Warmer and drier conditions in coming decades will likely cause the burned area from wildfires in the U.S. to double in size by 2050, according to new research based on satellite observations and computer modeling experiments. The research, which was first presented at the annual meeting of the American Geophysical Union in San Francisco on Dec. 4, provides insight into both recent wildfire trends and the sharp increase in dryness — and therefore wildfire susceptibility — in certain regions of the country.
A visualization of cumulative fires from Jan. 1 through Oct. 31, 2012, detected by the MODIS instrument on board the Terra and Aqua satellites. Bright yellow shows areas that are more intense and have a larger area that is actively burning, flaming and/or smoldering.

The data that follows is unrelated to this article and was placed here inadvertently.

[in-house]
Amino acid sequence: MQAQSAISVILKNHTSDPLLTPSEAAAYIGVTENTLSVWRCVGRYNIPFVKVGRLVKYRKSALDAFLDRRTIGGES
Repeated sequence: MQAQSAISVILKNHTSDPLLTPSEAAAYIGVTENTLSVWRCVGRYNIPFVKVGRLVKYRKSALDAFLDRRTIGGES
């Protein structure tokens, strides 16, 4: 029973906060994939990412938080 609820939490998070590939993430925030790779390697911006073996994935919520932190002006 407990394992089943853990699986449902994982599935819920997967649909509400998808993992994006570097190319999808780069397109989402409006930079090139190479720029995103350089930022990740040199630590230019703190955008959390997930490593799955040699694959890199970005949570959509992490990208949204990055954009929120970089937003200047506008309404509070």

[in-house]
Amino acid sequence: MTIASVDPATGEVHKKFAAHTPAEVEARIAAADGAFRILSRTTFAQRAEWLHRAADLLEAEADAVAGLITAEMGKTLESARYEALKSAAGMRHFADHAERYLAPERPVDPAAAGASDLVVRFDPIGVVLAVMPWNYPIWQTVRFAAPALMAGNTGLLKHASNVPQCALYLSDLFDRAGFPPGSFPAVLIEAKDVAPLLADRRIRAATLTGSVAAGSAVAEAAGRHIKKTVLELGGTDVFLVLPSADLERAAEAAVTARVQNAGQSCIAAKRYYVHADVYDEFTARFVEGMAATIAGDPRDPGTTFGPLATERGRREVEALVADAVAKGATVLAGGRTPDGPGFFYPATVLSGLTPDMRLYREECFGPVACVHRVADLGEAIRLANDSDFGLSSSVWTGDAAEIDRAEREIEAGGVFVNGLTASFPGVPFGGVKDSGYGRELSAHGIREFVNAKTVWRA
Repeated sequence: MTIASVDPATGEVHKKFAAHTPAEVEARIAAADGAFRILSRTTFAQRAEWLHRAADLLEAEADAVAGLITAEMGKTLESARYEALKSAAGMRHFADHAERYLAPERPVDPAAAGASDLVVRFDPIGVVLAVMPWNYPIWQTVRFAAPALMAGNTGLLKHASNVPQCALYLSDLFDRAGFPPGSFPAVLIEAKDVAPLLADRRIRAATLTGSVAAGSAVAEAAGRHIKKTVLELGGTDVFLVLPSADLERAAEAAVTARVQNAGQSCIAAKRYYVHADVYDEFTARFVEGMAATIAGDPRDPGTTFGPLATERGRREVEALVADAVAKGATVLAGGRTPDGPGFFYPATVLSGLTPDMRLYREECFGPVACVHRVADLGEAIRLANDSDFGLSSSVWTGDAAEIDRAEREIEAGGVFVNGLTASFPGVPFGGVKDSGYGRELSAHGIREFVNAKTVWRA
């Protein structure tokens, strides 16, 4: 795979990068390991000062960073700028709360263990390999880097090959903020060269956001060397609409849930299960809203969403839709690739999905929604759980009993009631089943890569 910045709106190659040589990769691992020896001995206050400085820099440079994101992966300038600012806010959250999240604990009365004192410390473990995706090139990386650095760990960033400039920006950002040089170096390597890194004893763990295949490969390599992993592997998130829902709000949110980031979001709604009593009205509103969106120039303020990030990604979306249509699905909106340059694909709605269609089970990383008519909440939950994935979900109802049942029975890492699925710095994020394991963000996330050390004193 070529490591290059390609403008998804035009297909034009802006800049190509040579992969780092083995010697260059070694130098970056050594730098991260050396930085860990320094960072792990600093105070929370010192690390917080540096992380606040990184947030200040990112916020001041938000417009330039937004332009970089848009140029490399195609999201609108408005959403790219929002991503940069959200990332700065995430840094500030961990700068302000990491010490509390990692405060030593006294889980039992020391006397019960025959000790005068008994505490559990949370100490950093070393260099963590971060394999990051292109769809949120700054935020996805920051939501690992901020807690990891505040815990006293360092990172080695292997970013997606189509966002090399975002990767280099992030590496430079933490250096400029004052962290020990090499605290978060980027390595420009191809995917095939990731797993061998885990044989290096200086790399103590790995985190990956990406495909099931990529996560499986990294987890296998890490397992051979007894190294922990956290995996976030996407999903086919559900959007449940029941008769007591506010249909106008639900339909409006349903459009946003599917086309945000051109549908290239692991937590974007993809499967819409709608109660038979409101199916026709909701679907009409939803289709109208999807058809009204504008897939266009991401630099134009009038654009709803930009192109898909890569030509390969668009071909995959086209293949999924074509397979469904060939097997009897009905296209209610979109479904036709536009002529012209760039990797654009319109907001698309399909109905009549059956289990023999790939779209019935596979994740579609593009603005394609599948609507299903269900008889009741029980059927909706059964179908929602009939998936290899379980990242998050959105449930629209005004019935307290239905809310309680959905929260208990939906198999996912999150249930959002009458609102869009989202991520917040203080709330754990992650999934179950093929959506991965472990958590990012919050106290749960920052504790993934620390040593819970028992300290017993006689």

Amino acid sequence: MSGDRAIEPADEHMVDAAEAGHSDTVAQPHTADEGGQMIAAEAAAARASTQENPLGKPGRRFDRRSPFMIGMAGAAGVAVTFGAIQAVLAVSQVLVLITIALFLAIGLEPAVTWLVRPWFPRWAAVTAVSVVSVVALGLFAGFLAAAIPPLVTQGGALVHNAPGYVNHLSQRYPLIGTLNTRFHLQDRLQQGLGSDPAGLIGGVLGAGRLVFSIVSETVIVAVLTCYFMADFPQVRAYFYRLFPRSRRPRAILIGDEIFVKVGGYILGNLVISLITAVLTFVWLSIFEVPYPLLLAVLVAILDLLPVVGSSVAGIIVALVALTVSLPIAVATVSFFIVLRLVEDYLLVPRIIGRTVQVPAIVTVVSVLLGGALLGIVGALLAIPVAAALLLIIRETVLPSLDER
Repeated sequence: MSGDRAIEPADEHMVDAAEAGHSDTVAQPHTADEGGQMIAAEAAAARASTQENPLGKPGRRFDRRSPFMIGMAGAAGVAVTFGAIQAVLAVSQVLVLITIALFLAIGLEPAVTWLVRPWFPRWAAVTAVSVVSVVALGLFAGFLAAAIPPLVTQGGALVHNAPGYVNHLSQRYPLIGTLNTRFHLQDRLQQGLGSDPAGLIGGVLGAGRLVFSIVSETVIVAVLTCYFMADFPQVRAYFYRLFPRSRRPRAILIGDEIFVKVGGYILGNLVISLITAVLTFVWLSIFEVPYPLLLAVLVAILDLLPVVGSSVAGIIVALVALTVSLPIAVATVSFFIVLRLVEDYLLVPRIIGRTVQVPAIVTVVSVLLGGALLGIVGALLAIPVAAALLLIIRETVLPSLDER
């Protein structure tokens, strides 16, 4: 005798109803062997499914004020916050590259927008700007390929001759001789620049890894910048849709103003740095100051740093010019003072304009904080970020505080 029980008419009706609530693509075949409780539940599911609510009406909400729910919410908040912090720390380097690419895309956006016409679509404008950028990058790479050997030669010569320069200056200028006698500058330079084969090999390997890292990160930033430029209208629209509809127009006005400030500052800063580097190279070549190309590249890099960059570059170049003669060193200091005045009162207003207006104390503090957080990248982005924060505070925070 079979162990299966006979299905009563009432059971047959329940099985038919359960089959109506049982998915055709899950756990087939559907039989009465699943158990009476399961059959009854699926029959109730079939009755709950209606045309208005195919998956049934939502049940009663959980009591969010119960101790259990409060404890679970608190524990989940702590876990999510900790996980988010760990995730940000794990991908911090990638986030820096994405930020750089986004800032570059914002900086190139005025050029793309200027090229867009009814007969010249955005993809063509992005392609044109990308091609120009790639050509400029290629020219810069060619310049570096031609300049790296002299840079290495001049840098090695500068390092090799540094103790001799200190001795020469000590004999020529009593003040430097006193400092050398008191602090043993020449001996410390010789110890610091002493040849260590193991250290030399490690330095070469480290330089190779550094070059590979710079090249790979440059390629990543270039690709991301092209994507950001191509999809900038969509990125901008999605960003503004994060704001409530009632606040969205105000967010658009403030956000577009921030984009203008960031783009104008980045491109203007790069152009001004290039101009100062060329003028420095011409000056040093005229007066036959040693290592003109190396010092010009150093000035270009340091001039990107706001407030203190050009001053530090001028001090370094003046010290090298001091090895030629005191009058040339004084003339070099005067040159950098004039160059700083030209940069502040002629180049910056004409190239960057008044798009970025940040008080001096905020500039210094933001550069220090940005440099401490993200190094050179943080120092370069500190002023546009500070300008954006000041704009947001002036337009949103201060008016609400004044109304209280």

The 2012 U.S. wildfire season was one of the worst on record, with massive fires affecting Colorado and New Mexico, in particular. The new research suggests that high wildfire years, such as 2012, would likely occur 2-to-4 times per decade by 2050, rather than once per decade as they do now.